In 1995, Nintendo — already then one of the most prominent figures in the world — saw an opportunity to break into an untapped home VR market by releasing the Virtual Boy console. The console was also an HMD that featured a unique red stereoscopic 3D display but was, (and still is,) considered a commercial failure. While it sold over 700,000 units worldwide, it wasn’t enough for Nintendo, which was used to legendary sales hits like the GameBoy and Nintendo Entertainment System (NES). Moreover, the console was as far from Virtual Reality as it could be; it was uncomfortable, and the lack of color graphics at the time broke its immersion.
Virtual Reality’s technological progress seemed to come to a screeching halt during this period. As far as the tech industry was concerned, it was as good as forgotten. It turns out, VR was just in a state of slumber, preparing for its inevitable grand resurgence.
The modern era of VR was ushered in by Oculus founder and designer Palmer Luckey in 2010 when he prototyped the Oculus Rift headset, a VR device. The Rift’s first development kit — funded by a Kickstarter project raising $2 million — was released on March 29, 2013. Catching the eye of Facebook CEO Mark Zuckerberg, the company purchased Oculus the following year for a whopping $2 billion, sparking a new generation for the VR industry. The consumer version of the Oculus Rift was released in 2016, and it was a sign that VR has arrived. Other companies soon followed suit; HTC and Valve have released the Vive and Index respectively; Samsung with their mobile Gear VR headset (in partnership with Oculus.) Recently, Oculus released a follow-up version to the Oculus Rift called the Rift S, and an untethered headset called the Quest.
Indeed, consumers nowadays want an experience, to feel things. It is without question that Virtual Reality provides exactly that.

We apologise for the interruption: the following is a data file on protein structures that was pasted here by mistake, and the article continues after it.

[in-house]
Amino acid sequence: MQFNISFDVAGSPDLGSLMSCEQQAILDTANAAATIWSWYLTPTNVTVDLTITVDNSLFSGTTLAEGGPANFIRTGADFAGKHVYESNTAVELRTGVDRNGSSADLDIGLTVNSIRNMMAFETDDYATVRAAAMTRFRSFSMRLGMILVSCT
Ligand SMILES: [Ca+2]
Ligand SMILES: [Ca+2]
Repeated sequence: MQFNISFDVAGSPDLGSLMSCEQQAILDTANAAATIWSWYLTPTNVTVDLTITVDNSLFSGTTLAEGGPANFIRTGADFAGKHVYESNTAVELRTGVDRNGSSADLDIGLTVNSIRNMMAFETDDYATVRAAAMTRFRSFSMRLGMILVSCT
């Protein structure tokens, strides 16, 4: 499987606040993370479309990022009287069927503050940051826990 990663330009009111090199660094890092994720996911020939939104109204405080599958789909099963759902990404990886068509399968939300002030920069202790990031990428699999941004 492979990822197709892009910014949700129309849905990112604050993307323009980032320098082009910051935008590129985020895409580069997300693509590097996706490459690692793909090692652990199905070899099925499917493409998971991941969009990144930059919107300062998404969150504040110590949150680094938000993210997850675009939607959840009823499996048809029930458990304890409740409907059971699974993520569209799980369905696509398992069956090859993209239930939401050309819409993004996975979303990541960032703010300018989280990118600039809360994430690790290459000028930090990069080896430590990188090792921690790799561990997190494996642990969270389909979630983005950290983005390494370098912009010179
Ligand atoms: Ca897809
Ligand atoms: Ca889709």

Altogether, these devices have brought upon us unrivaled immersion that is impossible for various sectors of the Fashion industry to ignore.
Through the use of VR, online shopping might look a lot like Obsess, a Virtual Reality e-commerce store by MIT Computer Science alum, Neha Singh, who strives for change in an otherwise static online-shopping age. Currently, Obsess provides different virtual retail locations that are browsable on the web like a luxury department store or arctic ski-ware cabin — perhaps soon, we can browse Dover Street Market’s Comme des Garcons and Bianca Chandon garments straight from our homes.
This type of VR technology is called WebVR as the experiences can be viewed from a web browser like Chrome or Firefox, where WebVR is already built into the platforms. Tech startup Youcan used that technology in re-creating Dolce & Gabbana’s store in VR, with plans to create virtual shopping spaces similar to Obsess, but with the ability to walk around and feel garments.
VR won’t only be able to impact the shopping experience, but also the in-person runway show, giving people around the world the chance to be present in an otherwise exclusive event. In 2014, Topshop used VR to present its London Fashion Week show at the Tate Modern. Buying that Shearling Wool Jacket straight from the runway sure sounds more realistic nowadays.
A Virtual Fashion World includes Fashion brands, e-commerce shops, and tech startups, all experimenting with VR technology is a step in the right direction, especially when they are all affected with drastic worldwide events like the current pandemic. If a blend of physical and digital through the use of VR really is the future of Fashion, it can not only help maintain businesses in times like these but also introduce a new audience to the industry. Fashion’s growth sounds more exciting than ever.
Increasing advancements in VR technology push the world into a future where having a VR headset might be the norm, espcially for the virtual fashion world . Check out the Oculus Quest: a headset with no wires while still maintaining a high-fidelity image. Or, the Valve Index, the most powerful VR device currently on the market with such a crisp image that the lines between real and virtual are blurred. Indeed, consumers nowadays want an experience, to feel things. It is without question that Virtual Reality provides exactly that.